Grief is like a mountain

The only way through it is over it

Photo by Chris Henry on Unsplash

Grief is like a mountain that patiently waits for you to climb it.

It doesn’t move — ever. It doesn’t need to (let alone the fact that it can’t, of course). It’s job is to sit and wait. And it will wait forever.

One day you may find yourself at the foot of this mountain, sometimes very unexpectedly.

In the blink of an eye, someone you loved is gone and there is no going back.

You open your eyes to find a mountain in front of you. When you turn your head and body to go back you find you can’t; because in fact you’re now standing on a cliff.

Behind you and below is the ground, now far away. If you step back, you’ll fall; you’ll die. If you stay still, you will literally not move foreward in your life.

You’re not between a rock and a hard place. You’re between a crumbling cliff’s edge and a huge mountain that is as wide as it is high.

The choice is yours how you proceed.

The mountain is an invitation. It invites you to climb it to begin the rest of your life without the person you lost.

The mountain is calm, peaceful, beautiful to look at.

But you’re not fooled. You know how bullshit hard it’s going to be to climb that mountain.

For a while you might stare at it, rage pulsing through you. You might yell, kick, scream, turn yourself inside out in toddler-like refusal to climb it.

You didn’t ask for this damn mountain, and yet here it is. Literally blocking the view to everything else in your life. You know you have to climb it and you know it’s going to be hard.

And the mountain waits in its stillness and solidness. It’s waiting is an invitation; an open invitation with no end date.

There is no end date togrief.

At the foot of the mountain (and having decided that falling off a cliff is not a viable option, but it’s not to say you won’t attempt to try and climb down or occasionally want to throw yourself off because you can’t stand the grief) you look up.

Yes the moutain is beautiful, but you notice it is also wild. It’s very steep in parts. Rocky. Thick trees and bushes. Possible scary animals. Rough ground. All of which you feel grossly unprepared for.

Surely there has to be another way, you try to reason with a God you still don’t exists. Surely I’m not really here and this is a dream.

But standing where you are you notice a breeze. The weather continues around you as you feel paralyzed and concreted to the ground.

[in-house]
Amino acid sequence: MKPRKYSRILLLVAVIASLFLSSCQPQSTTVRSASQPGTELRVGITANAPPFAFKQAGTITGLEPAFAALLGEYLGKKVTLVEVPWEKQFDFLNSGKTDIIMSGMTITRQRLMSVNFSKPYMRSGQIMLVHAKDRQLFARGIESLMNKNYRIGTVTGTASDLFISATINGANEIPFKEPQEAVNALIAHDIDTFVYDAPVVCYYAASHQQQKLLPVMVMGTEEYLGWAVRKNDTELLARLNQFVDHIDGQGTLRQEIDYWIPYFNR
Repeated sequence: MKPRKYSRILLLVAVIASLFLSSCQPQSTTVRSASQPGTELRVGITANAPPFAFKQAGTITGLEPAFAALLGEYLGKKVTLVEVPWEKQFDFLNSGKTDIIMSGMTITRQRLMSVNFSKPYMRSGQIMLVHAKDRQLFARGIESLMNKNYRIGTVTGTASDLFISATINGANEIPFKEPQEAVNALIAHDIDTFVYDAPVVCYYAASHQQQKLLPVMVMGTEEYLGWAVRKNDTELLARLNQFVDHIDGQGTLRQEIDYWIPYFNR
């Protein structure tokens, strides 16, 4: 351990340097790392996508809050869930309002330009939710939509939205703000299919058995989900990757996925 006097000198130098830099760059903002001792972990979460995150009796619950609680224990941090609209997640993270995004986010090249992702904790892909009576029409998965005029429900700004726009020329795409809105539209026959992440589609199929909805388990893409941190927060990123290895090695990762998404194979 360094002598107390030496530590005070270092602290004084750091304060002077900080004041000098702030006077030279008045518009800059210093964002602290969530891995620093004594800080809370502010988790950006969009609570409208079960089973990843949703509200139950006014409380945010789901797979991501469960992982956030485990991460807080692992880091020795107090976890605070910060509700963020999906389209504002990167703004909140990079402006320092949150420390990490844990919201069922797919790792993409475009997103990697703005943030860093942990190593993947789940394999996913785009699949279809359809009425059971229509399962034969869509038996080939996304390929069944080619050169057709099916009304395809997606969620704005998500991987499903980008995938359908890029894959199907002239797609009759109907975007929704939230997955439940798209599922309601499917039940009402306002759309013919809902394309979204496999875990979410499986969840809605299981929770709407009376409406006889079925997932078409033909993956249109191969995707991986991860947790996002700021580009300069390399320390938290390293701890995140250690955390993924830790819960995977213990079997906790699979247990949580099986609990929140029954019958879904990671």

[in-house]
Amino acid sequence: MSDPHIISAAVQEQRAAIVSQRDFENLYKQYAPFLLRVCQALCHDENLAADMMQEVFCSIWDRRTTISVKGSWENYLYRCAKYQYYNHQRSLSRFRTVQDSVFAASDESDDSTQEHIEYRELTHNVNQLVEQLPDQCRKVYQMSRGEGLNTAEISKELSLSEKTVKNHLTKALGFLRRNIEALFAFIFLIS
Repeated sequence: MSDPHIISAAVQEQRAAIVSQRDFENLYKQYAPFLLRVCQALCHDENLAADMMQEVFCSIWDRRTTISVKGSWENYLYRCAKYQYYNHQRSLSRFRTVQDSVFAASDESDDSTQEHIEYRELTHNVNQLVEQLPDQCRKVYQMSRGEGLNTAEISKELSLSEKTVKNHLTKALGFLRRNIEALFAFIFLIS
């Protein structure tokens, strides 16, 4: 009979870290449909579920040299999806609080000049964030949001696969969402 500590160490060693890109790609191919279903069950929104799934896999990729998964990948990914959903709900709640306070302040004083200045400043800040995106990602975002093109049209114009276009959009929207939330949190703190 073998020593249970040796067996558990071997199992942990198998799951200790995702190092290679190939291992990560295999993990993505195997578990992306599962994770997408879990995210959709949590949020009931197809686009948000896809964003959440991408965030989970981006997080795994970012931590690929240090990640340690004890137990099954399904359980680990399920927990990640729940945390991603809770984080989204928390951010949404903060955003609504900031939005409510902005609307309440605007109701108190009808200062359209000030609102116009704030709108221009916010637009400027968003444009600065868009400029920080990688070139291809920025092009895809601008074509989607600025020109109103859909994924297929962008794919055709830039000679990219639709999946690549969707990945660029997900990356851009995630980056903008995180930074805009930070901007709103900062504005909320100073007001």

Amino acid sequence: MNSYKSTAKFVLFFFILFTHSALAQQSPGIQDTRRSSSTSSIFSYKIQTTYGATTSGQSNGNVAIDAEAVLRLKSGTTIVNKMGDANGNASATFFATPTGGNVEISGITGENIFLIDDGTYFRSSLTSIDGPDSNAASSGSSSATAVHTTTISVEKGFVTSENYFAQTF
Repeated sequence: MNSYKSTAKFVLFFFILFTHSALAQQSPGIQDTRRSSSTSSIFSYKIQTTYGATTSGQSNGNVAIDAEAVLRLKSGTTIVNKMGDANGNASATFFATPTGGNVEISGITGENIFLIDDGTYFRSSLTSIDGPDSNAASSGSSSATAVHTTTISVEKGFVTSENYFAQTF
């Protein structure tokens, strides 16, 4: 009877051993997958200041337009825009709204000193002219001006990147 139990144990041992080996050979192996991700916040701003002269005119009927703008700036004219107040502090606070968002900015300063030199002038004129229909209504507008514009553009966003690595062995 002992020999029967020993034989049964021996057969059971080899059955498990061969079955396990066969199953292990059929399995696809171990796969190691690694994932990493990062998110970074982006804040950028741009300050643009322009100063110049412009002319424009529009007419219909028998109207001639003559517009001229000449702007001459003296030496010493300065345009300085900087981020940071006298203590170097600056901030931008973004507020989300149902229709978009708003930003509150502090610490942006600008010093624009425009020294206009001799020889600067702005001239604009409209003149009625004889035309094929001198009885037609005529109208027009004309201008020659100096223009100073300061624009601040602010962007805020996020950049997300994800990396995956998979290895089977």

I can’t climb that mountain, you say to yourself. I won’t.

I’m here without any choice.

I’m here without them.

Why do I need to climb this fucking mountain? I didn’t ask for any of this.

But most likely neither did your dead person.

And your duty to your dead person is to mourn, regardless of the terrain.

So start.

If you’re lucky, you’ll have people around you to help you climb your mountain.

They can’t climb it for you, ever, but they can provide vital information, some tools and most importantly love and a belief that you can do it. Even if you’re convinced you can’t.

Because you don’t want to — and everyone knows that.

You feel so different. So so different. Everything that you knew for certain has shifted. Your world is the same, but so different you can hardly recognise it.

The paradox of it all stuns you.

It’s noisy at first. So many things to do, so many people talking to you. So much help and love and support (ideally).

But you know — and they know — that you are totally on your own now. Because everyone’s grief journey is different.

Some people try to warn you but it backfires. Since when did saying ‘I don’t envy the next few months for you’ be helpful for anyone??

I’m not stupid. I know what’s ahead of me.

And it’s one great big fuck-off sized mountain.

Nevertheless, in you’re weakened and vulnerable state, you decide to accept the help. You listen to the words spoken to you from so many angles and you take what you like and leave the rest.

Because your grief experience is unique.

Just like your dead person.

Just like you.

Just like the relationship between you and your dead person.

You breath in deeply. You remember that YOU are still alive, albeit without your dead person.

You can do this.

You have to do this.

There is no deadline, no rush, no rules except one: just start.

Take a first step. Look at you go!

You’re doing it, you are!

You wake up another day, you live through another 24 hours without your dead person.

You cry. Then you’re numb. Then you start thinking or doing weird shit because your brain isn’t working properly right now.

And that’s ok.

Each day that passes is sad because it’s another day without your dead person. Each day that passess pulls you further and further apart.

Because they’re gone. And each day and night is a reminder of that.

The sun rises over the moutain and sets over the moutain. The night sky above the mountain is more beautiful than you could ever imagine.

The mountain waits for you.

Start climbing.

Australian writer, sexologist, & therapist. I sometimes write about sex & pleasure. I sometimes write about weird shit, my interests & being human.

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